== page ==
The Reagan administration yesterday announced the firing of three members of the U.S. Commission on Civil Rights and named their replacements, all of whom have substantial credentials and agree with the president's opposition to racial quotas.

The nominees are Morris B. Abram, 64, former president of Brandeis University; John H. Bunzel, 59, a senior research fellow at the Hoover Institution at Stanford University and former president of San Jose State University, and Robert A. Destro, 32, a law professor at Catholic University.

In an interview in the Roosevelt Room of the White House with about 20 reporters from the major networks, the news magazines and a number of newspapers, the nominees, all of whom are Democrats, expressed their opposition to quotas and reservations about the use of affirmative action or busing.

This was an apparent attempt to counter criticism that the administration is trying to stack the commission with members who reflect only President Reagan's views. The White House also issued a handout stressing their academic and civil rights credentials.

They did not meet with Reagan, however.

"The high quality of these appointees underscores the president's dedication to the Commission on Civil Rights and to advancing the civil rights of all Americans," said David R. Gergen, the White House communications director, before introducing the nominees.

However, the response by civil rights activists and the commissioners the administration is ousting was that the administration is violating the commission's independence.

The three outgoing commissioners are Mary Frances Berry, former assistant secretary of education in the Carter administration; Rabbi Murray Saltzman of Baltimore, and Blandina Cardenas Ramirez, a San Antonio educator.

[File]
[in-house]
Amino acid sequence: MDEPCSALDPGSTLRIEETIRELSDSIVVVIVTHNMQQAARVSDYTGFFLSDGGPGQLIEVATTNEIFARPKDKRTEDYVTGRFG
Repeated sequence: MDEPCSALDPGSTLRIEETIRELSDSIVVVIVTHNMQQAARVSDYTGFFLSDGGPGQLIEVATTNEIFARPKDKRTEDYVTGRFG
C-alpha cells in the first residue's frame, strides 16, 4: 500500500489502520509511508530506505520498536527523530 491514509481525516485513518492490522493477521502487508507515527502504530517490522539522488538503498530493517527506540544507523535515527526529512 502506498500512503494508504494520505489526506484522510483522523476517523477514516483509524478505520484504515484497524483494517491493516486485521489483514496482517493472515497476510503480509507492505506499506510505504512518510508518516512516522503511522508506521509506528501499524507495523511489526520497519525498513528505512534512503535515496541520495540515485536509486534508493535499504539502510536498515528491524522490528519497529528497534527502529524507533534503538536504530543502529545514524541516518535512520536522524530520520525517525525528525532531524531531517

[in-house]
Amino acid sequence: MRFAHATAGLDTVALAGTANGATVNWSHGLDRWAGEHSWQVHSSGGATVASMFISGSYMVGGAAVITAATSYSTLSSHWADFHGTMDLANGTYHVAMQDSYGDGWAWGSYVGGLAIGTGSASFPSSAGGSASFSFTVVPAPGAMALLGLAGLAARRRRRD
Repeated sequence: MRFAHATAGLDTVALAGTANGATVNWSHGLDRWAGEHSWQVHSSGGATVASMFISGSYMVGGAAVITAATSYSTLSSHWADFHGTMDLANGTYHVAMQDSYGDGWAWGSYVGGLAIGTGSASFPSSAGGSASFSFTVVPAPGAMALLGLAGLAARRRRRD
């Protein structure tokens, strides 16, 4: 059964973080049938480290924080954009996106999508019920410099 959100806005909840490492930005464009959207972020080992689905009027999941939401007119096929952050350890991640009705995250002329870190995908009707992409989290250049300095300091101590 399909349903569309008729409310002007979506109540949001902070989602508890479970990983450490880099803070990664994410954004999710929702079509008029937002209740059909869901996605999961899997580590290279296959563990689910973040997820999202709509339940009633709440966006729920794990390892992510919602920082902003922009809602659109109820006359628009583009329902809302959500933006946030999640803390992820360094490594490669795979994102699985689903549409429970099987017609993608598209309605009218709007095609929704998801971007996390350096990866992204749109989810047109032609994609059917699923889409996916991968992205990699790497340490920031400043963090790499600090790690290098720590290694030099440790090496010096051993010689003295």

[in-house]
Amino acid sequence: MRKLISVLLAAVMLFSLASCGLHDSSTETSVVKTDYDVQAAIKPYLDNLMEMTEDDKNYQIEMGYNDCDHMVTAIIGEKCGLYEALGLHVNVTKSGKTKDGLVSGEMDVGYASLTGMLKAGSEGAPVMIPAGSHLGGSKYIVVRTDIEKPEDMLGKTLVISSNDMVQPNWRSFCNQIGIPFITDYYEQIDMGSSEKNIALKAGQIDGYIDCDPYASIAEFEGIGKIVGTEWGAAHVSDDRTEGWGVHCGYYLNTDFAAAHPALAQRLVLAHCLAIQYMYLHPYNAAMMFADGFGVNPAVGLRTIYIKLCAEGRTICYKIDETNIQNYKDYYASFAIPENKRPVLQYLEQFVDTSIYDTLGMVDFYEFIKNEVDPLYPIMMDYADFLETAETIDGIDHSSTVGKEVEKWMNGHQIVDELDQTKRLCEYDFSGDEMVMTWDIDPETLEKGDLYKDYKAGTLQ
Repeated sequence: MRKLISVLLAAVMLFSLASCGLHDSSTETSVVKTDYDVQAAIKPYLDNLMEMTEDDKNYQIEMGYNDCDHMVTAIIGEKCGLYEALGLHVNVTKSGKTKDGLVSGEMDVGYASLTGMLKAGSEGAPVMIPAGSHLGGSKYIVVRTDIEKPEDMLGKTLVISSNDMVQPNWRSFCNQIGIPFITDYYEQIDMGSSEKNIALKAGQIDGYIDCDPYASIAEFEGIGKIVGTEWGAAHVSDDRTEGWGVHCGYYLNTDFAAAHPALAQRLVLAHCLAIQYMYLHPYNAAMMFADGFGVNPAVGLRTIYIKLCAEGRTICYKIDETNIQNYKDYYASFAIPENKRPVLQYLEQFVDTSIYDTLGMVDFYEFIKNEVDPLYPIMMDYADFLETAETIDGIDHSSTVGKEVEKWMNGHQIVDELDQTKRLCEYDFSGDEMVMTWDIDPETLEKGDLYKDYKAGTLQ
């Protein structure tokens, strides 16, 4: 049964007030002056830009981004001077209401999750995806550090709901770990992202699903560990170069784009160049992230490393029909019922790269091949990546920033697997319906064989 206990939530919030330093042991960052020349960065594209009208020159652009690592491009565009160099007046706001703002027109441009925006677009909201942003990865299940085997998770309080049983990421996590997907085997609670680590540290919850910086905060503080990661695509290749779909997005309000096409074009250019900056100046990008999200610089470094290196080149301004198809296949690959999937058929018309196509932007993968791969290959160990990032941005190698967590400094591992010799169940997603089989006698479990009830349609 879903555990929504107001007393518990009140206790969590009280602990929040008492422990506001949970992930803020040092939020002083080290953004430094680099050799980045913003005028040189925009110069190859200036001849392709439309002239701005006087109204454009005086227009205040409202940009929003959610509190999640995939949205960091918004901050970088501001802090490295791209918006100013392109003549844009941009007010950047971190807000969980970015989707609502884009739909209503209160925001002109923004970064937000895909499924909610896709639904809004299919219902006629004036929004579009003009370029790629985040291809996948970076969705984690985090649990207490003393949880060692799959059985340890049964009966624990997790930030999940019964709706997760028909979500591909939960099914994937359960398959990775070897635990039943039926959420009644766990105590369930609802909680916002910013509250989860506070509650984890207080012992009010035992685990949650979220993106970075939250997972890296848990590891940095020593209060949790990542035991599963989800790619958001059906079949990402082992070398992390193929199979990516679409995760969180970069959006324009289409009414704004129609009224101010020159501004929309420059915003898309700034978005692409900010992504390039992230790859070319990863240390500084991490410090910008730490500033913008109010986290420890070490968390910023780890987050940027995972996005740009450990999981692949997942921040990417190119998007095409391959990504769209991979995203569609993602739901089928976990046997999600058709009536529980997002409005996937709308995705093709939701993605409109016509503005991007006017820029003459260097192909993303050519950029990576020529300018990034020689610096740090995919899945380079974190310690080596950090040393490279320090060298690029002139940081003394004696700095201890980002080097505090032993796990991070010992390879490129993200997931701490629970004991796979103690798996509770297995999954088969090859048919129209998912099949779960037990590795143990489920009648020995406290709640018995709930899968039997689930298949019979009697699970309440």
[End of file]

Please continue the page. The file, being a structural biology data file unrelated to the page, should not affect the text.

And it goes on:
"This is a perversion of the integrity and independence of the commission," said Berry, who will be replaced by Abram if his nomination is confirmed by the Senate. "They want the commission to reflect only what they want to see, and they are breaking the mirror they have now because they don't like to see their warts."

"The president's attempted wholesale replacement of the United States Civil Rights Commission seriously jeopardizes the independence, the integrity and the effectiveness of the commission . . . ," said Ralph Neas, executive director of the Civil Rights Commission.

The question of whether the administration is compromising the commission's independence stalled three nominations the administration sent to the Senate last year, including that of Destro. The nominations never came to a vote on the Senate floor.

Meanwhile, the Civil Rights Commission yesterday sent a letter to the White House, signed by Chairman Clarence M. Pendleton Jr., a Reagan appointee. It questioned the president's nomination of Linda Chavez as the commission's staff director.

A majority of the commissioners, Pendleton wrote, have "reservations" about whether Chavez, currently an assistant to the president of the American Federation of Teachers, has "sufficient managerial experience."

At the White House, Bunzel cited polling data that most Americans supported Allan Bakke, a white student who challenged racial quotas in order to get into the University of California medical school, as evidence of widespread national oppostion to quotas.

"I think that if colleges, for example, decide that there needs to be preferential treatments with quotas for certain groups that the American people very clearly--and I give you the example of the Bakke case because it was so much in the headlines at the time--the American people again . . . support the idea that there ought not be preferential treatment with racial quotas for one group."